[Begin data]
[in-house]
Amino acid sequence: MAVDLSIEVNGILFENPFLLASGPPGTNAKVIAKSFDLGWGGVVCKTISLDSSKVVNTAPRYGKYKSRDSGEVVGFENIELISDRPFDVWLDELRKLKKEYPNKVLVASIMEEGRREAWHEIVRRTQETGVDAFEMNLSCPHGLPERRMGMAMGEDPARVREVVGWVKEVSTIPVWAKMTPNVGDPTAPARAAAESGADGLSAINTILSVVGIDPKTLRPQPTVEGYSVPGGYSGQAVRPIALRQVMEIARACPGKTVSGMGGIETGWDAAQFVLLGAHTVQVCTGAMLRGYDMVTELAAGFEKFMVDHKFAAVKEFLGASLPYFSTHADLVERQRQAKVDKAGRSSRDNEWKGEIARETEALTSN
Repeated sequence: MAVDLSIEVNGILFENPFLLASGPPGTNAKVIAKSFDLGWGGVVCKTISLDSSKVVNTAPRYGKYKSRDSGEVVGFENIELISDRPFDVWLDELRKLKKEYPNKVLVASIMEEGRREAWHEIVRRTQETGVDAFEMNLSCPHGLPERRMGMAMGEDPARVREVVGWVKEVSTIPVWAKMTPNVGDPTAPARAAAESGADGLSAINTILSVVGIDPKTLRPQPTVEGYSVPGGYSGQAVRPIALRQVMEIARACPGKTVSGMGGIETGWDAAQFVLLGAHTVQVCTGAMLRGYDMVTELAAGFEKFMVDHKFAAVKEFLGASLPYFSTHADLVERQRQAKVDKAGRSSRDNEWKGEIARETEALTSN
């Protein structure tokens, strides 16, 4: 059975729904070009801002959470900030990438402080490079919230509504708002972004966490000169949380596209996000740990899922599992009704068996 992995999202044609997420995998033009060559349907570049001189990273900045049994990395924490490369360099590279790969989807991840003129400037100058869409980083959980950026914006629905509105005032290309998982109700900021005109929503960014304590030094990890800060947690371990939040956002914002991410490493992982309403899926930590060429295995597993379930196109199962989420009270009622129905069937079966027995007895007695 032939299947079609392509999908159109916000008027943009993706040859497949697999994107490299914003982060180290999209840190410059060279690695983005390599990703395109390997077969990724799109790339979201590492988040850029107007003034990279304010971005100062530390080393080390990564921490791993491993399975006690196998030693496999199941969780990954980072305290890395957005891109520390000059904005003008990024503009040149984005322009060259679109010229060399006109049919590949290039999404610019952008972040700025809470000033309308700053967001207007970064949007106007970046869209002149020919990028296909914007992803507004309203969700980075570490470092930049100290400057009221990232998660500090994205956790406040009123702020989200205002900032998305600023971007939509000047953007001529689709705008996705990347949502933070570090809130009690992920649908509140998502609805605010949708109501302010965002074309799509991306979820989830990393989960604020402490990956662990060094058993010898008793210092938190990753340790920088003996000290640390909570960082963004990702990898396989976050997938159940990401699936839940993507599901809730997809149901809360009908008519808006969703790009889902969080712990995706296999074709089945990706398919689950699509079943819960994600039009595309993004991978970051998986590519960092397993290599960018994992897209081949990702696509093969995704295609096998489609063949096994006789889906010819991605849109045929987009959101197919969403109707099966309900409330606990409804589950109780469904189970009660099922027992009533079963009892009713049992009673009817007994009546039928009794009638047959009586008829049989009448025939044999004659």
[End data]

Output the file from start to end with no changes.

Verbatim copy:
[in-house]
Amino acid sequence: MAVDLSIEVNGILFENPFLLASGPPGTNAKVIAKSFDLGWGGVVCKTISLDSSKVVNTAPRYGKYKSRDSGEVVGFENIELISDRPFDVWLDELRKLKKEYPNKVLVASIMEEGRREAWHEIVRRTQETGVDAFEMNLSCPHGLPERRMGMAMGEDPARVREVVGWVKEVSTIPVWAKMTPNVGDPTAPARAAAESGADGLSAINTILSVVGIDPKTLRPQPTVEGYSVPGGYSGQAVRPIALRQVMEIARACPGKTVSGMGGIETGWDAAQFVLLGAHTVQVCTGAMLRGYDMVTELAAGFEKFMVDHKFAAVKEFLGASLPYFSTHADLVERQRQAKVDKAGRSSRDNEWKGEIARETEALTSN
Repeated sequence: MAVDLSIEVNGILFENPFLLASGPPGTNAKVIAKSFDLGWGGVVCKTISLDSSKVVNTAPRYGKYKSRDSGEVVGFENIELISDRPFDVWLDELRKLKKEYPNKVLVASIMEEGRREAWHEIVRRTQETGVDAFEMNLSCPHGLPERRMGMAMGEDPARVREVVGWVKEVSTIPVWAKMTPNVGDPTAPARAAAESGADGLSAINTILSVVGIDPKTLRPQPTVEGYSVPGGYSGQAVRPIALRQVMEIARACPGKTVSGMGGIETGWDAAQFVLLGAHTVQVCTGAMLRGYDMVTELAAGFEKFMVDHKFAAVKEFLGASLPYFSTHADLVERQRQAKVDKAGRSSRDNEWKGEIARETEALTSN
């Protein structure tokens, strides 16, 4: 059975729904070009801002959470900030990438402080490079919230509504708002972004966490000169949380596209996000740990899922599992009704068996 992995999202044609997420995998033009060559349907570049001189990273900045049994990395924490490369360099590279790969989807991840003129400037100058869409980083959980950026914006629905509105005032290309998982109700900021005109929503960014304590030094990890800060947690371990939040956002914002991410490493992982309403899926930590060429295995597993379930196109199962989420009270009622129905069937079966027995007895007695 032939299947079609392509999908159109916000008027943009993706040859497949697999994107490299914003982060180290999209840190410059060279690695983005390599990703395109390997077969990724799109790339979201590492988040850029107007003034990279304010971005100062530390080393080390990564921490791993491993399975006690196998030693496999199941969780990954980072305290890395957005891109520390000059904005003008990024503009040149984005322009060259679109010229060399006109049919590949290039999404610019952008972040700025809470000033309308700053967001207007970064949007106007970046869209002149020919990028296909914007992803507004309203969700980075570490470092930049100290400057009221990232998660500090994205956790406040009123702020989200205002900032998305600023971007939509000047953007001529689709705008996705990347949502933070570090809130009690992920649908509140998502609805605010949708109501302010965002074309799509991306979820989830990393989960604020402490990956662990060094058993010898008793210092938190990753340790920088003996000290640390909570960082963004990702990898396989976050997938159940990401699936839940993507599901809730997809149901809360009908008519808006969703790009889902969080712990995706296999074709089945990706398919689950699509079943819960994600039009595309993004991978970051998986590519960092397993290599960018994992897209081949990702696509093969995704295609096998489609063949096994006789889906010819991605849109045929987009959101197919969403109707099966309900409330606990409804589950109780469904189970009660099922027992009533079963009892009713049992009673009817007994009546039928009794009638047959009586008829049989009448025939044999004659």